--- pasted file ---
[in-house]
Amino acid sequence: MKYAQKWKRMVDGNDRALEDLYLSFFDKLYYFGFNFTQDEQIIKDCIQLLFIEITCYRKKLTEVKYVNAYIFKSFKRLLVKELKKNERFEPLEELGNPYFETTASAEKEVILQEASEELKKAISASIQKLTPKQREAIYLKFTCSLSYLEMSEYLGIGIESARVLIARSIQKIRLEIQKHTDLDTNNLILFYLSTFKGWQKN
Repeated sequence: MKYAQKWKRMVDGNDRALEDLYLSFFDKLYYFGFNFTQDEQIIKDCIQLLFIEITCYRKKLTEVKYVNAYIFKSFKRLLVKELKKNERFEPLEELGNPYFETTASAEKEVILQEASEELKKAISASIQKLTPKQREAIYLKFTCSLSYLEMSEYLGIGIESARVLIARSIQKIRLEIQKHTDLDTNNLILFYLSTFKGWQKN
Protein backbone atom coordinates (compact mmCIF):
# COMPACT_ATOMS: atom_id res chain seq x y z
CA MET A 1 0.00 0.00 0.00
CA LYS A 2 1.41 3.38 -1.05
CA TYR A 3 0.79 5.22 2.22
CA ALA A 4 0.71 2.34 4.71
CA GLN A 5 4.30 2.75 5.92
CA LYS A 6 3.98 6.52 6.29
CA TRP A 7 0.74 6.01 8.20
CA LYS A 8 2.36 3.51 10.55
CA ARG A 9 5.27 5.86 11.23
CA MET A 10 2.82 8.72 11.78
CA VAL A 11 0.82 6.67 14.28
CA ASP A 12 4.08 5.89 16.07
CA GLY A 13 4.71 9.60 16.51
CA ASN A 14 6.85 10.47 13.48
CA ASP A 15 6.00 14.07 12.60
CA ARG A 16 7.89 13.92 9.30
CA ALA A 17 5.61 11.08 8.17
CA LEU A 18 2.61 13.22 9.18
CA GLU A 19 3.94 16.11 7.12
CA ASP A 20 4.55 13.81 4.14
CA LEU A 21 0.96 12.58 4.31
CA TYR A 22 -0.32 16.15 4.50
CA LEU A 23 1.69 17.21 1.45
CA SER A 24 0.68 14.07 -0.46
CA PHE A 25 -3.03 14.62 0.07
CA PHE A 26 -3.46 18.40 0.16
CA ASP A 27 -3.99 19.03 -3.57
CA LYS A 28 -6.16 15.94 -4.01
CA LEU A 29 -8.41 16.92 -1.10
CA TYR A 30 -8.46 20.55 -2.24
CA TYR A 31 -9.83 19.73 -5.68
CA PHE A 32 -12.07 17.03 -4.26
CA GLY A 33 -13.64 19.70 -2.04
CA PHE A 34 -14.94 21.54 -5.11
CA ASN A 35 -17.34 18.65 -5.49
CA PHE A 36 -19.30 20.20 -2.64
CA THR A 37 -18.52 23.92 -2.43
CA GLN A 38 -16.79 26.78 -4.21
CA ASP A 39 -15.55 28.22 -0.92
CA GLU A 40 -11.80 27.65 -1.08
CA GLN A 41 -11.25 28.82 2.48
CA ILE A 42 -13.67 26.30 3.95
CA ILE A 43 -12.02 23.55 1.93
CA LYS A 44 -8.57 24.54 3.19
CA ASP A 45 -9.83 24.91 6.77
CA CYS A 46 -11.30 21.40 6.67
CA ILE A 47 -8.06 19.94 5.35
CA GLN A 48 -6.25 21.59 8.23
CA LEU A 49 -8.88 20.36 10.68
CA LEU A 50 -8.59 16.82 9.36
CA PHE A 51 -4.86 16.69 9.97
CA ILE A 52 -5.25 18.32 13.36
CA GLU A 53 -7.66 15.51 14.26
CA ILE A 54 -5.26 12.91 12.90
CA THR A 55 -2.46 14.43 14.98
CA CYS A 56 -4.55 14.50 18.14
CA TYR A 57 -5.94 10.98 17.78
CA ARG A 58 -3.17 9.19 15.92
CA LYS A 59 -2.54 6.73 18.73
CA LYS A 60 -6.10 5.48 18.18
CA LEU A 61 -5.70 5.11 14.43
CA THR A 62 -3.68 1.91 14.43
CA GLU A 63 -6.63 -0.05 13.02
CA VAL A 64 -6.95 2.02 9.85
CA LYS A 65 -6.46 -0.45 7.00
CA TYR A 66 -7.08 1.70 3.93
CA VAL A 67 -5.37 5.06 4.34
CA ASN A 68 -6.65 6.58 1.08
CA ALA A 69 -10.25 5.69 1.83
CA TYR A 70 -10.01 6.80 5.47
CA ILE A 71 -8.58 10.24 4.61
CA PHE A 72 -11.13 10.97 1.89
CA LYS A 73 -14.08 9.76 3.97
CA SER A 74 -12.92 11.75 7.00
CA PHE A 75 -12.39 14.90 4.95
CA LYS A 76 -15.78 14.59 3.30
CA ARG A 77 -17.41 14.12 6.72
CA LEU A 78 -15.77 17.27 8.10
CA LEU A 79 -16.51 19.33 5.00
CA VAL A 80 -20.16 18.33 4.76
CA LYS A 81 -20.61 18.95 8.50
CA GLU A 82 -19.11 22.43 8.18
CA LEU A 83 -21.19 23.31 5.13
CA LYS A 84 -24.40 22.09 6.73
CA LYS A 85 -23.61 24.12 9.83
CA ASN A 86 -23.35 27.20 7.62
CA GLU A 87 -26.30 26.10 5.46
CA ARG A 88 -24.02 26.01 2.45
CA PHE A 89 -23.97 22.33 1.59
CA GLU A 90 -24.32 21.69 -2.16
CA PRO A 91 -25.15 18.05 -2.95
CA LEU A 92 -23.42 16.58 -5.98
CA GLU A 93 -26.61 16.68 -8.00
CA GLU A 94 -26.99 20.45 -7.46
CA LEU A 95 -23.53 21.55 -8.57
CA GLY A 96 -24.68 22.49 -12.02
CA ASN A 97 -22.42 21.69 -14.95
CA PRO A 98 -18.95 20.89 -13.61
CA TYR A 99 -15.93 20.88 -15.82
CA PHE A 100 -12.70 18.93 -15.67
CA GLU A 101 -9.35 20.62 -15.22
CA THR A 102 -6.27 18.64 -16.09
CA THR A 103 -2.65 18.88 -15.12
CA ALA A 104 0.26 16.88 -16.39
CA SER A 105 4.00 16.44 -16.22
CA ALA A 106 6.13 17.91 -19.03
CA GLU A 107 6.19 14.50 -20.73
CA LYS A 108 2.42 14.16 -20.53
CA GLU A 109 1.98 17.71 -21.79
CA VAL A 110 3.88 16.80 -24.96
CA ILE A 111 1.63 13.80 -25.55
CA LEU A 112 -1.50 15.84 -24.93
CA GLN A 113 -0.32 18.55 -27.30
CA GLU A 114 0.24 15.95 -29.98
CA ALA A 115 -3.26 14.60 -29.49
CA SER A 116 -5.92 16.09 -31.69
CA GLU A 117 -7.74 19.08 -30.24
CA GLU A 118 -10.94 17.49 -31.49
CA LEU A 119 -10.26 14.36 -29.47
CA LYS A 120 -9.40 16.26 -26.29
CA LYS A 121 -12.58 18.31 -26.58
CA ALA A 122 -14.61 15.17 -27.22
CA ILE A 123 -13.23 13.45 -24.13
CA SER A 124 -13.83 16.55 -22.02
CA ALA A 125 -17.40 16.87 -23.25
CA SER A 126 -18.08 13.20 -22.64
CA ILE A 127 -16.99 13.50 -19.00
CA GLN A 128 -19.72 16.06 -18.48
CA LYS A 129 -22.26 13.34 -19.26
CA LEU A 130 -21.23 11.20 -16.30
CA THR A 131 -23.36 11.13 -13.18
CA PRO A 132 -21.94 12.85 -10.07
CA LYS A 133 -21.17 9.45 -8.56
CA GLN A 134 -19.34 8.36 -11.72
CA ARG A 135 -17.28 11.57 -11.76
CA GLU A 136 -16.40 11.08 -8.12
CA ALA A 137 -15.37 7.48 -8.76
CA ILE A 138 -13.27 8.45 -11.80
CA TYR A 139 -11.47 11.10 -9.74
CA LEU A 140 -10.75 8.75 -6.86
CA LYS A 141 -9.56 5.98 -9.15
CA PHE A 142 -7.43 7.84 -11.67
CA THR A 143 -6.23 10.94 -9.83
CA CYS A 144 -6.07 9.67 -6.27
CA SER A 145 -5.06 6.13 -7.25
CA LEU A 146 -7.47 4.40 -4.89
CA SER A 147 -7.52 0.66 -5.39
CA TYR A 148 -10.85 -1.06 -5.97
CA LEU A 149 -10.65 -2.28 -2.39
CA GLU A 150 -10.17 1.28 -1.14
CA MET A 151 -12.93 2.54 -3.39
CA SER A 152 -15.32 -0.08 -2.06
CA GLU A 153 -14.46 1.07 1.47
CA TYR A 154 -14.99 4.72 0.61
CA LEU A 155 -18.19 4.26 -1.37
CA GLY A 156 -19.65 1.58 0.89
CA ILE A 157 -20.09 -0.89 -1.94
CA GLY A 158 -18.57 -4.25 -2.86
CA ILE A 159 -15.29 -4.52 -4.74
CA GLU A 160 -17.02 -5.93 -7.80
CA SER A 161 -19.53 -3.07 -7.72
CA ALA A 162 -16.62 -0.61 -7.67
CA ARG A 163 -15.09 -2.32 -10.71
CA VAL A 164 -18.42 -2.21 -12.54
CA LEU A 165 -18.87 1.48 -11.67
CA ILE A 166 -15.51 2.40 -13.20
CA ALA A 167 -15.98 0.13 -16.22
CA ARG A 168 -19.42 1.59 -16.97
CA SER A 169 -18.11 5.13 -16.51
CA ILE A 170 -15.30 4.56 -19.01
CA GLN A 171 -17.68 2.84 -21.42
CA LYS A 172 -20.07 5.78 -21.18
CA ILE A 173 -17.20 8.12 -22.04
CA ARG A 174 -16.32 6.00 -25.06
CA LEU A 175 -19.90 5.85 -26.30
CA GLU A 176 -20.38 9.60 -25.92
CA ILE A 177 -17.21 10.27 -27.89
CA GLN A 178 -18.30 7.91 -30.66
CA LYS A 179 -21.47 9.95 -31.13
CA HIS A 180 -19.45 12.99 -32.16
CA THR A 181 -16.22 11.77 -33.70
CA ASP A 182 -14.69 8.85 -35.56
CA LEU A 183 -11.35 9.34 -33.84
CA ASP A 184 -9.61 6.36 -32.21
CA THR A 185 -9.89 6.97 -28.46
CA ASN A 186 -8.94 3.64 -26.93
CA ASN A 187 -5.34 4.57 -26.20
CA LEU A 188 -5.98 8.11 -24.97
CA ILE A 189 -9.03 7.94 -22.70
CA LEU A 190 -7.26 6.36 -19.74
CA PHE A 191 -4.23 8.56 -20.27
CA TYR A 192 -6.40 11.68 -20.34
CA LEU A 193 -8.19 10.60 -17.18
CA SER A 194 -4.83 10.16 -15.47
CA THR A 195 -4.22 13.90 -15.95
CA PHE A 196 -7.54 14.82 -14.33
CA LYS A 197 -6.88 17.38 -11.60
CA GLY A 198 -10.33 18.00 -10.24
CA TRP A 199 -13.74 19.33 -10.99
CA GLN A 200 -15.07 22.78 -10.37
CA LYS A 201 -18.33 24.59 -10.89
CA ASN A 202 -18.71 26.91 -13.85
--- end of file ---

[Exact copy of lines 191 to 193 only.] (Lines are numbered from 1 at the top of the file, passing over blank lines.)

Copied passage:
CA ASN A 186 -8.94 3.64 -26.93
CA ASN A 187 -5.34 4.57 -26.20
CA LEU A 188 -5.98 8.11 -24.97